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Yuma County certifies election results despite citizen objections

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Lisa Sturgis/KAWC
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Yuma, Arizona (KAWC) - The Yuma County Board of Supervisors on Monday voted to certify the November 8th election results despite protests from two political activists.

Gary Garcia Snyder, who lost his bid for state Senate, is one of those raising red flags about quote “anomalies.”

The other is Yuma Union High School board member David Lara.

In voicing his opposition, Snyder cited more than 30 instances where voters received multiple ballots, and he submitted some of those ballots as proof.

Yuma County Elections Director Tiffany Anderson tells KAWC some of the samples came from two separate elections; one for the primary, the other for the general.

Anderson tells KAWC there are many common reasons why people would otherwise receive two ballots.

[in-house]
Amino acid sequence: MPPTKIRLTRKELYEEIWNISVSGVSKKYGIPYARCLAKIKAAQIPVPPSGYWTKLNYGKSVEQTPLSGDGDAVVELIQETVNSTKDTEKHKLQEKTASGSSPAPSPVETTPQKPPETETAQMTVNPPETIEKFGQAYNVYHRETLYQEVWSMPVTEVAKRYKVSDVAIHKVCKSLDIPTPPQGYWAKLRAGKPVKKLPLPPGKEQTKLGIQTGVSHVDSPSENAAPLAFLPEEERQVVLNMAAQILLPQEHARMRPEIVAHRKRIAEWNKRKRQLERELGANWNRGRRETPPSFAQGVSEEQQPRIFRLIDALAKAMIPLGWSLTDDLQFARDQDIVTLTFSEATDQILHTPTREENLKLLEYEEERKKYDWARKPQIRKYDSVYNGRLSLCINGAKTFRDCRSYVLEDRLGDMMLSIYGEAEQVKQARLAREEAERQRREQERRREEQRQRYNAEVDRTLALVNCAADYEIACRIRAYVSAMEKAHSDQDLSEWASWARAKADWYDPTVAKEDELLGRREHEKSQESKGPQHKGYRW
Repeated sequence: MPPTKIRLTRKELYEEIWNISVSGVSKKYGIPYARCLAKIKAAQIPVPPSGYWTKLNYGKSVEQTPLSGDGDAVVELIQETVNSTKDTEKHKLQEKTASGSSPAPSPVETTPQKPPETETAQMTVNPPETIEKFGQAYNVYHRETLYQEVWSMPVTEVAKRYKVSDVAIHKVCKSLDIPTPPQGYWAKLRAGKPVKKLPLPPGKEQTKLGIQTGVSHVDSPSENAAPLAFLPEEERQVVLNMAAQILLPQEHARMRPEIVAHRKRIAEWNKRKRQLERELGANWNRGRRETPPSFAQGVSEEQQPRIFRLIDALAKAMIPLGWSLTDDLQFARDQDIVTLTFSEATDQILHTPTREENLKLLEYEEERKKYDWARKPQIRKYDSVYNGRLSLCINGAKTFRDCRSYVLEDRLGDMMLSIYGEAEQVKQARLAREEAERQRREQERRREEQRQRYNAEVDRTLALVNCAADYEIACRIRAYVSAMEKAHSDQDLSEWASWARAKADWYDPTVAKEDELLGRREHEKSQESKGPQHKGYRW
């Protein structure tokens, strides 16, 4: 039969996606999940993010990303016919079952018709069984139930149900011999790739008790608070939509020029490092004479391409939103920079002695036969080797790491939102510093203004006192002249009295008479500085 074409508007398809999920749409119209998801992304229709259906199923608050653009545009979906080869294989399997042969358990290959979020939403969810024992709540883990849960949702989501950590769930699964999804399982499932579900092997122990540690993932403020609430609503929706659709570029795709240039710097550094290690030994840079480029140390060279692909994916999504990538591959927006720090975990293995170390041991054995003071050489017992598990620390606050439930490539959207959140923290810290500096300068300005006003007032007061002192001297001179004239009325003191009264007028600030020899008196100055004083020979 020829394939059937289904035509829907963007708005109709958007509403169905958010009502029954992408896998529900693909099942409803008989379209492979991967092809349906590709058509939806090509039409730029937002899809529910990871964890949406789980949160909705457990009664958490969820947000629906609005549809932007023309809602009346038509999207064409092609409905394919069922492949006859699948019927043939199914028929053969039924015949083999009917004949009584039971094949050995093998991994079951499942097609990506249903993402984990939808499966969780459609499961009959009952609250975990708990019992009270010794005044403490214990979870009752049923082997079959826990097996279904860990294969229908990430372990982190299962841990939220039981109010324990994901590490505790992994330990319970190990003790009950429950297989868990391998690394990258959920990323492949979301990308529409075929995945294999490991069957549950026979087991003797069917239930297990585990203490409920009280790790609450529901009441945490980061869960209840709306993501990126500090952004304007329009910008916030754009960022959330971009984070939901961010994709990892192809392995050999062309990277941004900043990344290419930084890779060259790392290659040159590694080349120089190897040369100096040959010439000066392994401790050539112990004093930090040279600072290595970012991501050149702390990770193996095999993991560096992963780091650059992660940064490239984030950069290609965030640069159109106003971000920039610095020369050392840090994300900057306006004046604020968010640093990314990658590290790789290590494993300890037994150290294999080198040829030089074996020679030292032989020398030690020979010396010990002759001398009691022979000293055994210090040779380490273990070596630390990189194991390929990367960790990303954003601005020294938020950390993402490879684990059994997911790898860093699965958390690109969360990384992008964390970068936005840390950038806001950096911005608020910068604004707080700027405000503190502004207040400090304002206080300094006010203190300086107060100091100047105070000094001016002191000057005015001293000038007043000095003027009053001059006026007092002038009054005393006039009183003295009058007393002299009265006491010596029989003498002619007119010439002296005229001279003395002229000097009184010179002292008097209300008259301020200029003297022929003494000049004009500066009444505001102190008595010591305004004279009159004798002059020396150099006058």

“If they’ve changed anything on their voter registration records, if they’ve called and let us know they didn’t have a ballot..."

Some people report getting two ballots in the mail on the same day, Anderson says that’s beyond her office’s control.

"That’s a postal service issue rather than a Yuma County Recorder issue."

Anderson says the official hand count conducted on November 12th, showed 100% accuracy to tabulated results.

That was good enough for the Board.

Supervisors signed off on the certification and advised Snyder he’s free to challenge the results in court.

No word on if Snyder plans to do so.

La Paz County also certified its election results Monday.

Lisa Sturgis’ return to KAWC brings her journalistic career full circle. Uncle Bob Hardy gave Lisa her first exposures to reporting back in the 1980s. She went on to spend more than three decades in TV news before making the decision to come home to NPR.